20 January 2009 This feature is being written even as Israeli shells fall on the citizens of Gaza and people are being killed and maimed. (That’s quite a sobering thought!) The aim of the Israeli assault on Gaza avowedly is to neutralise terrorist organisation Hamas’ capacity to fire rockets into southern Israel. However, there is also talk of toppling Hamas – the duly-elected party controlling the government of the Gaza Strip. Does a government have the right to take action to protect its citizens? In a BLUE-ORANGE Western-style democracy, the government has an obligation to take action. If it doesn’t, the electorate will punish it at the polls – and it’s no coincidence that Israel has an election next month. (By contrast, with the kind of RED-BLUE zealotry, with which Hamas runs Gaza, its government can actually sacrifice large numbers of its own citizens with a fair degree of impunity!) Does a government have a right to invade the land of those who are trying to kill its citizens (and sometimes succeeding!)? The Americans certainly saw it as legitimate to invade Afghanistan as a response to 9/11 – and most of the rest of the world supported the invasion (or at… Read More

Social Change

Updated: 17 May 2017 Social change means some aspect of society, culture or sub-culture changes. The changes may be overt and dramatic and obvious to everyone or they may be more discreet and less obvious…until people come to a realisation society around them has already changed. An example of this is the attitude of the general public in the UK towards welfare and benefits. As Elizabeth Clery shows in the results of the 2012 British Social Attitudes survey – see graphic above – there is an increased perception that people on welfare are over-reliant on their benefits and that cutting benefits won’t harm too many people too badly. The following 2 years’ surveys  showed only the most marginal reversal (3%) of this trend (Sarah Alcock, 2015) and the election in 2015  of a Tory government determined to cut even more could be seen as voter approval of these strategies. This is actually a major attitudinal shift in a country that, for many years, had largely prided itself on a generous attitude to welfare. Yet these more subtle changes in public perception often only become news when surveys like the British Social Attitudes annual survey pick them up. Of course, sometimes a slow growth in… Read More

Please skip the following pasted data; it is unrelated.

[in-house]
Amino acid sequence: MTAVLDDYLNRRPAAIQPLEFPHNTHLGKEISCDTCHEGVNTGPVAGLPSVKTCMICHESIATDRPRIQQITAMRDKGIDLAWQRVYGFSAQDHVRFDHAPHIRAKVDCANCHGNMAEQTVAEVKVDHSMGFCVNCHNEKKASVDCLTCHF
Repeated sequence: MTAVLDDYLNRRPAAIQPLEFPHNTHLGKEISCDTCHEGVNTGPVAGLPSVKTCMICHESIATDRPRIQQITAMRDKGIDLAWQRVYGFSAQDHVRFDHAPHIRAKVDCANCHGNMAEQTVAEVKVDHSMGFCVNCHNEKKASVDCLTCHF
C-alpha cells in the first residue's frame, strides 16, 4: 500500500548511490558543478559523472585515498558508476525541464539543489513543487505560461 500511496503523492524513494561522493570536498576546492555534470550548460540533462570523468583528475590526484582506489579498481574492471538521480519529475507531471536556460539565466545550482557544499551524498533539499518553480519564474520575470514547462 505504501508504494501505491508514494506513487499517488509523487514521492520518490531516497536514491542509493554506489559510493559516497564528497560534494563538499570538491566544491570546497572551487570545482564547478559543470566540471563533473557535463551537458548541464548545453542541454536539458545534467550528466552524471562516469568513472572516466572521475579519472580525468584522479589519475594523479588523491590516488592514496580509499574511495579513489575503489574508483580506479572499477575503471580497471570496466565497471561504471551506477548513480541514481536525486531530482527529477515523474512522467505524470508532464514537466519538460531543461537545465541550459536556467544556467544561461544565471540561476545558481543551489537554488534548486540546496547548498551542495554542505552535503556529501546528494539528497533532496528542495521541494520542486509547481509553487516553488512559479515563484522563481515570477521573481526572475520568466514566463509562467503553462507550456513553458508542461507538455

Don Beck & South Africa

Written with input from Don Beck Updated: 2 February 2018 Each participant in designing the South African transition from Apartheid to multi-cultural democracy during the early-mid-1990s will have his/her own version of what happened – and it doesn’t always suit the politicians to give too much credit to the ‘backroom boys’! What is beyond doubt is that Don Beck was involved and used the Spiral Dynamics model (Don Beck & Chris Cowan, 1996) developed from Clare W Graves’ research (1970) to replace the skin pigmentation and ethnic origin categories with an understanding of the value systems (vMEMES) and ways of thinking universally accessible to the human race. This provided a new language to understand natural differences and anticipate major personal and societal changes. ‘Whites’ could now see the differences between Black RED and Black ORANGE; ‘Blacks’ could acknowledge that Afrikaners of l988 were not the same as the Afrikaners of l948. All groupings could recognise what Beck calls the ‘evolutionary dynamic’ that was at work in all South Africans. Just how influential Beck was during the South African transition is reflected in the following transcript from the official record of the Debates of Parliament (Hansard, pages 342-343) on Thursday 7 February… Read More


Updated: 21 September 2016 A MeshWORK can be described as a structured approach to addressing all needs in all appropriate ways at all levels for the overall good. While many models can illustrate fragments of a situation in greater depth and many different applications, techniques, therapies and other interventions will be pertinent in varying contexts, the core of a MeshWORK needs to be built on the Gravesian approach or a similar model (such as, perhaps, Jane Loevinger’s (1976)) for mapping the ever-emerging diversity of thinking in human nature. The MeshWORK concept originated from Spiral Dynamics co-developer Don Beck’s work in South Africa, helping design the early-mid-1990s South African transition from Apartheid to multi-cultural democracy. For approximately 17 years off-and-on (1981-98) Beck – in consultation with Clare W Graves until his death in 1986 – worked behind the scenes in South Africa. He used Graves’ model to facilitate the leaders of the main factions in moving beyond race and politics, to map out what Nelson Mandela later called ‘the Rainbow Nation’. By getting the leaders of the retrospective parties to think about people in terms of their thinking, rather than the colour of their skin, Beck enabled them to move on from the unhealthy and divisive memes… Read More